On climbing the mountain, the mountain begins to vanish.
It vanishes in the detail of each step.
It's crown is buried in space.
It's body is buried in the breath."

~ Roshi Joan Halifax, from her essay, "The Way of the Mountain"


The point is not to want to benefit anyone or make them happy.
There is no audience involved, no 'me' and 'them.'
It is a matter of an open gift, complete generosity
without the relative notions of giving and receiving.

That is the basic openness of compassion:

opening without demand.
Simply be what you are,
be the master of the situation.
If you will just 'be' then life flows around and through you."

Chögyam Trungpa, Cutting Through Spiritual Materialism

Coming home

When we look at all the suffering around us, at poverty, violence, or climate change, we may want to solve these things immediately.
We want to do something.
But to do something effectively and ethically, we need to be our best selves in order to be able to handle the suffering.

Being able to stop, to breathe, and to walk or move in mindfulness are the keys to the practice.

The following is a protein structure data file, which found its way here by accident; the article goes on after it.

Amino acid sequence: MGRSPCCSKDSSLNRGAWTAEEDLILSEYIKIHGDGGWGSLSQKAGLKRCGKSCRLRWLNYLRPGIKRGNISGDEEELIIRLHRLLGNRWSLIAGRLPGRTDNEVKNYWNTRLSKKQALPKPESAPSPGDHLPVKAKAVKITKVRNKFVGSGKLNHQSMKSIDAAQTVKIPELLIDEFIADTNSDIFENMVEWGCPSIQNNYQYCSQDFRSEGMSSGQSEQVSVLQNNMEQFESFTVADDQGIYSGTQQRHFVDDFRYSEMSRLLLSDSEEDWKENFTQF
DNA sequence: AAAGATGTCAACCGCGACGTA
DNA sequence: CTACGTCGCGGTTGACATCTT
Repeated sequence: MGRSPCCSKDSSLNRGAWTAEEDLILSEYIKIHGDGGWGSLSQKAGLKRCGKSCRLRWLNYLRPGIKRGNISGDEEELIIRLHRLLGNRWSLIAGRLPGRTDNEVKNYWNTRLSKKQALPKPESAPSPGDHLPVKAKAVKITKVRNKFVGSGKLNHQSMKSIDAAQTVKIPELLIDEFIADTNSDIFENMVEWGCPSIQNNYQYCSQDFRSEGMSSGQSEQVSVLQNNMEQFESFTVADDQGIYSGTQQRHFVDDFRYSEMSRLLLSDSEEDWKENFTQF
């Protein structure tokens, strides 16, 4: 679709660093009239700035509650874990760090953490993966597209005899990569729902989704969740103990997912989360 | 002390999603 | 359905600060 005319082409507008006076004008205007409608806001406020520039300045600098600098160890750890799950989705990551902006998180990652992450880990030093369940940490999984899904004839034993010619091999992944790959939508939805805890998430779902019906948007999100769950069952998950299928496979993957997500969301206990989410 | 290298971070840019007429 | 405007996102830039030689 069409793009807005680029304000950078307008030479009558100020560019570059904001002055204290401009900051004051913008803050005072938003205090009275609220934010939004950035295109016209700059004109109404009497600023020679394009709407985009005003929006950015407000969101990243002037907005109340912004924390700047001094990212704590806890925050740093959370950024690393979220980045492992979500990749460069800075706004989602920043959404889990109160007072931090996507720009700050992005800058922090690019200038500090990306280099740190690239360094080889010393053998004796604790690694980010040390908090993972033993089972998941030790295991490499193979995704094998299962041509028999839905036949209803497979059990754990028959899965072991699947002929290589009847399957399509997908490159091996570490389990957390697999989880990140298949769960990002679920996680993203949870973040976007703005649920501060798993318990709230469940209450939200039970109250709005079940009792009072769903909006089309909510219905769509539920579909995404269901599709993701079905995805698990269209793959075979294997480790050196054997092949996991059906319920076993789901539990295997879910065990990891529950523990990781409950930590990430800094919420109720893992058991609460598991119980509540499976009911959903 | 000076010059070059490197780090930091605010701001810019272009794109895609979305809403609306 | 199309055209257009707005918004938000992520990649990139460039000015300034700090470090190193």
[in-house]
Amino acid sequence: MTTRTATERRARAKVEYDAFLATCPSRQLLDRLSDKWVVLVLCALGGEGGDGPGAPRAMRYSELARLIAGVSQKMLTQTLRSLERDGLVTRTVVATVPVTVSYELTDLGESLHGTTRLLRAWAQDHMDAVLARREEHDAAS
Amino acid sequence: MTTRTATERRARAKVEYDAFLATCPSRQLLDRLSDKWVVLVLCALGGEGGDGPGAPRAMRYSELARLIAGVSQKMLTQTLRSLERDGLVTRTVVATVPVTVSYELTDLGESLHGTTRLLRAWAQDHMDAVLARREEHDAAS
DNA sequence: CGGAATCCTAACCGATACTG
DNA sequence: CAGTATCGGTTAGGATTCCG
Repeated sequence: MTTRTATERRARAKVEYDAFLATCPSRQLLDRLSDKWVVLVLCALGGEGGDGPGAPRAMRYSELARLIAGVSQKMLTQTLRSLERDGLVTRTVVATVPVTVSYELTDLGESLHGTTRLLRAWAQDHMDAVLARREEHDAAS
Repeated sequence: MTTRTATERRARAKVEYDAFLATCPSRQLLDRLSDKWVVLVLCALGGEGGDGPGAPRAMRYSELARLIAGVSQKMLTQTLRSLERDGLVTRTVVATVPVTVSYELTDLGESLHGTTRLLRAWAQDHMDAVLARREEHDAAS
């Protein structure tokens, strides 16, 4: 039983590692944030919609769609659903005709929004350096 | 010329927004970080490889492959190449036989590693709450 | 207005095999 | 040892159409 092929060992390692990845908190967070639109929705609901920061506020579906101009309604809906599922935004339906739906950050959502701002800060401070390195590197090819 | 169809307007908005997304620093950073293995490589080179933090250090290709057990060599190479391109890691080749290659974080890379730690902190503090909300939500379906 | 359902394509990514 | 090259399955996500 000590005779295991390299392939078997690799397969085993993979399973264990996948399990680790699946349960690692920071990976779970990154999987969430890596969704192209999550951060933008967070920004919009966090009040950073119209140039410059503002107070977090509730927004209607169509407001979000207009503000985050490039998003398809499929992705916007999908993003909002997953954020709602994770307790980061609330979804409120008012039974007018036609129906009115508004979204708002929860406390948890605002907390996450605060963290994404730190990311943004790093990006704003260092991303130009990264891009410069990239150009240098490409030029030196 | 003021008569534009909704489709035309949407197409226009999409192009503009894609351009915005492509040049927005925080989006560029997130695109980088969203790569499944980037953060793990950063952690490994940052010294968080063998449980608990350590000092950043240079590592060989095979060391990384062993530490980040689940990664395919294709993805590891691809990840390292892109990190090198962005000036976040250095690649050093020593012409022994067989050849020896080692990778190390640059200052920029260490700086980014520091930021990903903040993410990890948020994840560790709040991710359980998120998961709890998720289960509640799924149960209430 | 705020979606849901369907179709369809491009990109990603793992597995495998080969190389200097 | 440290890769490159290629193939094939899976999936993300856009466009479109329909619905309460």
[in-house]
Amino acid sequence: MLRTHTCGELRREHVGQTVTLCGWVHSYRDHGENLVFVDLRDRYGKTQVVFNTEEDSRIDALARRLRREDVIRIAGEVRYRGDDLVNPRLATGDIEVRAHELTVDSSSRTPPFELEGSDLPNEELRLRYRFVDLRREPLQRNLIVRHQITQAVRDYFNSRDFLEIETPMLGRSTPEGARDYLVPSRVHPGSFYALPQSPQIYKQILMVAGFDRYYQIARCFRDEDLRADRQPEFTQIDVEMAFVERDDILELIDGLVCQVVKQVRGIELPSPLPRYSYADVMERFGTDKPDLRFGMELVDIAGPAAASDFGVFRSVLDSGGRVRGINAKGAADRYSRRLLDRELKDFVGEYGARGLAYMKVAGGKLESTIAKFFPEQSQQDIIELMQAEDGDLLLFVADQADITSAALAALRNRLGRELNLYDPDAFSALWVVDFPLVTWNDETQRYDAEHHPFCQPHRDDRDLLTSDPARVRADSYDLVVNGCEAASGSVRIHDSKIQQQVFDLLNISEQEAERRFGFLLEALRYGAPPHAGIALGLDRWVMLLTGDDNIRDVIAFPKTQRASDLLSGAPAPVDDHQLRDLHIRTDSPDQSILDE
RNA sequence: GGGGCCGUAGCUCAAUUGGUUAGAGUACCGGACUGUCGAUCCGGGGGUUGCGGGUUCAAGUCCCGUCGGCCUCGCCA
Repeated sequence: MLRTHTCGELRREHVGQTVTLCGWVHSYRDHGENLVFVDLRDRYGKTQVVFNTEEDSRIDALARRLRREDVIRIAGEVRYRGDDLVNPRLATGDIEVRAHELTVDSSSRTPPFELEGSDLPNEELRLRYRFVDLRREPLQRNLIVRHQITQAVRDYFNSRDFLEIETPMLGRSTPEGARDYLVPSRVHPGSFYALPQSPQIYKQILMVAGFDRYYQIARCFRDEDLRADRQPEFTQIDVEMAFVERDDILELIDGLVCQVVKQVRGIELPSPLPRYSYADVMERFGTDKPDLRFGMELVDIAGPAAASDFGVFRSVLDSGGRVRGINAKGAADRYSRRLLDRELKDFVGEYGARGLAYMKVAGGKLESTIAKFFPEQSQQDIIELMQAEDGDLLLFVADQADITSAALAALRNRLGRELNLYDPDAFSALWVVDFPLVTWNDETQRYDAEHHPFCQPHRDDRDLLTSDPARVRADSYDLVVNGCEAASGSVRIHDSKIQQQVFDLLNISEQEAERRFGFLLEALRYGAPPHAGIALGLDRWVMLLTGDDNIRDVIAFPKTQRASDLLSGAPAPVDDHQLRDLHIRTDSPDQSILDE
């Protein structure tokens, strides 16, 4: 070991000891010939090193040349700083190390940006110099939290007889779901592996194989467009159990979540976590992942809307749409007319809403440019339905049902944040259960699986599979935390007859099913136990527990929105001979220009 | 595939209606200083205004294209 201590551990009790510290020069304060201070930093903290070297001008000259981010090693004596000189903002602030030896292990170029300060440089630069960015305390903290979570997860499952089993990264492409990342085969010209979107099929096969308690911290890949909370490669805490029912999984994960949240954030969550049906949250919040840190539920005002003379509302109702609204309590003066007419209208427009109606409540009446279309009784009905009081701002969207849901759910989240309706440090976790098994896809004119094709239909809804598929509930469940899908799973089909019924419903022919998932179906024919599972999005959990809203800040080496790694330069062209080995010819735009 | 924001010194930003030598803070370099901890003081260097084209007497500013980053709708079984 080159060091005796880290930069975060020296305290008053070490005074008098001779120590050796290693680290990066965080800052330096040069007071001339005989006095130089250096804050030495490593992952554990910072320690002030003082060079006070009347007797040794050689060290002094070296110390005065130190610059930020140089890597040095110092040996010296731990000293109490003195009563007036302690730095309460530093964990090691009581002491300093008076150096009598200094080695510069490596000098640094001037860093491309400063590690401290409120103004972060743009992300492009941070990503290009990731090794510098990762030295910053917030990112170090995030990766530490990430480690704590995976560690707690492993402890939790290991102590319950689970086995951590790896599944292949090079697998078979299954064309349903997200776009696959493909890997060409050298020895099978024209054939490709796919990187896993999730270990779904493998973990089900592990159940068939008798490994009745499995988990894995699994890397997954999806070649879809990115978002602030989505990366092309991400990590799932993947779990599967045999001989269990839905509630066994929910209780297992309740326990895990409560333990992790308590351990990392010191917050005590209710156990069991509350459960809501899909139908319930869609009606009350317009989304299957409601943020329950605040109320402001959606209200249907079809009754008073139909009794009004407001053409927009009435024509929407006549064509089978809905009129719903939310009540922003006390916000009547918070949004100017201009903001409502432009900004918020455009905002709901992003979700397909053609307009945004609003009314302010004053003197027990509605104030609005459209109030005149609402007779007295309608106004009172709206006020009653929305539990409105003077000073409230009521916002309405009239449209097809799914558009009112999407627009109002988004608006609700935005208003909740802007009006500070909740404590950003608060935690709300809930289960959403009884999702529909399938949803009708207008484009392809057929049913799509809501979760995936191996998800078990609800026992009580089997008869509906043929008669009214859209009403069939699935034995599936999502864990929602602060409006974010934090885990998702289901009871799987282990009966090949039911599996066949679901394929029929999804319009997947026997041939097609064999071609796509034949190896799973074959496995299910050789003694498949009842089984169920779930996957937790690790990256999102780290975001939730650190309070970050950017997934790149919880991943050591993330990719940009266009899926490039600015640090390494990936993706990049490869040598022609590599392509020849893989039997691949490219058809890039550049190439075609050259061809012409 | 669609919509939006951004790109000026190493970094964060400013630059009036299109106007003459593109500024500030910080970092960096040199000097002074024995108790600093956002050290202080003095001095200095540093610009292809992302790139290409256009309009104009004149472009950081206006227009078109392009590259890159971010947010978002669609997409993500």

They can be done anywhere, at any time. We can say: Breathing in, I know this is my in-breath. Breathing out, I know this is my out-breath.

It’s very simple but very effective.
When we bring our attention to our in-breath and our out-breath, we stop thinking of the past, we stop thinking of the future, and we begin to come home to ourselves.
Coming home to ourselves is the first thing we need to do, even for politicians, scientists, or economists.
Don’t think this practice doesn’t apply to you.
If we don’t go home to ourselves, we can’t be at our best and serve the world in the best way.
We have to be ourselves to be our best. Our quality of being is the foundation for the quality of our actions.

- Thich Nhat Hanh, in "Creating an Enlightened Society".